LONDON British funds supermarket Hargreaves Lansdown said on Wednesday its Chief Executive Ian Gorham has decided to step down by September 2017, as it posted full-year results in line with forecasts, sending its share price lower.
The company said Gorham, 44, who has presided over a near three-fold increase in the value of Hargreaves stock during the last six years in charge, will be replaced by Chris Hill, who currently serves as group chief financial officer.
In the interim Hill, aged 45, will become deputy chief executive from Oct. 1 and appointing a new CFO to replace Hill "will be a priority", the company said.
Appointed chief financial officer in February, Hill joined Hargreaves Lansdown from financial spread betting firm IG Group , where he was CFO for four years.
Gorham's decision to step down, which the company said was to allow "new zest" to be applied to its activities, comes as the group continues to benefit from a series of UK government changes to savings rules which have encouraged investors to place more money with the firm.
Those changes, including moves to boost the amount of money investors can save tax-free, have pushed total assets under administration up to a record 61.7 billion pounds in the 12 months to end-June, handing the firm a 37.5 percent share of the direct investing market, Hargreaves said.
Underpinning that was a jump in the number of active clients by 100,000 to 836,000 and an increase in net new business of 6 billion pounds, in line with the prior year's 6.1 billion.
Gorham said the firm should continue to capitalise from further planned changes to the investment rulebook, including the launch of the Lifetime ISA (Individual Savings Account).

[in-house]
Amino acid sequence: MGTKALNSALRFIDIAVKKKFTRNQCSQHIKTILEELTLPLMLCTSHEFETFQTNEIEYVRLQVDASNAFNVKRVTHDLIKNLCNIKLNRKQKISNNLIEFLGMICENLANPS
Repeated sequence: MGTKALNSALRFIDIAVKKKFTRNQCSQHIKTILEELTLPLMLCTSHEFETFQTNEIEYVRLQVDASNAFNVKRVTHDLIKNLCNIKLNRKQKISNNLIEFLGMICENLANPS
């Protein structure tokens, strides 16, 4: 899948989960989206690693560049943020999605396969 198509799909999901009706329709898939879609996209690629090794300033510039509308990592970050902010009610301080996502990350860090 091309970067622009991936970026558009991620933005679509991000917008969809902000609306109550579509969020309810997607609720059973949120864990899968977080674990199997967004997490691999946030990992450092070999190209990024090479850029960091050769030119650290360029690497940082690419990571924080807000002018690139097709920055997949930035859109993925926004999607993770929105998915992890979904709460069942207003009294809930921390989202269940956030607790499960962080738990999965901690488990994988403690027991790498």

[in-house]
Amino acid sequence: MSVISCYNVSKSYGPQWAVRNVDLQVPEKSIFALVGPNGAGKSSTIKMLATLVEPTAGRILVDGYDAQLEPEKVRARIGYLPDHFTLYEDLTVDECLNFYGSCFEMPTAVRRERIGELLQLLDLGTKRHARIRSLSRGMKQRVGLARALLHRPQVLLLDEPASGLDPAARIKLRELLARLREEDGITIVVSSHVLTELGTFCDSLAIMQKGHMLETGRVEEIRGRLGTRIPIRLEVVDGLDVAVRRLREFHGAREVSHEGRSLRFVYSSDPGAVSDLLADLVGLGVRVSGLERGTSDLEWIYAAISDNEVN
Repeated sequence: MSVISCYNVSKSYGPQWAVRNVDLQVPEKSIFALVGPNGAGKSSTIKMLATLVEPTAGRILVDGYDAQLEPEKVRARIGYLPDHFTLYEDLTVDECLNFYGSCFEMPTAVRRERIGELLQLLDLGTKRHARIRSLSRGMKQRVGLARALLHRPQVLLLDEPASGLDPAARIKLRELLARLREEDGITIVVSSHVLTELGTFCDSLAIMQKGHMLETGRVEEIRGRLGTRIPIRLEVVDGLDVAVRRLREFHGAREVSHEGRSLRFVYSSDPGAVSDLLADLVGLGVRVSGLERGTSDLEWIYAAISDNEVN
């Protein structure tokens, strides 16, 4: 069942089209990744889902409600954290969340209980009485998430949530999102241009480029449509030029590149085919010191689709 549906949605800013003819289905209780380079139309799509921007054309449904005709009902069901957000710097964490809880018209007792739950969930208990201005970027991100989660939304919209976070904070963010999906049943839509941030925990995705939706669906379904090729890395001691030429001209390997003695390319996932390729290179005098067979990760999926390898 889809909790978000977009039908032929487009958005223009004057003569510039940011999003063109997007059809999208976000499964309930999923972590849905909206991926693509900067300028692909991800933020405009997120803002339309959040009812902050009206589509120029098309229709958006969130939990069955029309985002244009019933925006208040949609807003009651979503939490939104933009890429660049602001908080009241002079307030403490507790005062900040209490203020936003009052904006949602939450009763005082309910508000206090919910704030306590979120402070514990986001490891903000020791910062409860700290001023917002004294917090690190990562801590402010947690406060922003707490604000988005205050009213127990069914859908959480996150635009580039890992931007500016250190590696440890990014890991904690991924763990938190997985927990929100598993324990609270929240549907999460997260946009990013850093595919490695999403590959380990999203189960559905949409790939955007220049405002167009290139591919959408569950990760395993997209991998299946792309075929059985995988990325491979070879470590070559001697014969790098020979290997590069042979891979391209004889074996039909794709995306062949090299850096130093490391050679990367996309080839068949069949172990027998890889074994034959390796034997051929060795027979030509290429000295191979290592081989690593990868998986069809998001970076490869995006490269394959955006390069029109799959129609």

The firm, which helps retail clients select funds and make other investments, said pretax profit was 218.9 million pounds ($293.70 million), beating a mean consensus forecast of 216.9 million pounds, Thomson Reuters data showed.
As a result, the firm said it would pay a second interim dividend of 16.3 pence, up from 14.3 pence in 2015, and a special dividend of 9.9 pence, down from 11.4 pence in the prior year, to take its total dividend to 34 pence, up 3 percent.
Bernstein analysts said the results were broadly inline, but said the growth in assets had still been a good result given weaker markets.
News of Gorham's plan to step down could lead to weakness in the share price, it added, and by 0707 GMT, Hargreaves stock was trading down 1.5 percent at 1,330 pence a share.
($1 = 0.7453 pounds)
(Reporting by Simon Jessop; Editing by Sinead Cruise, Greg Mahlich)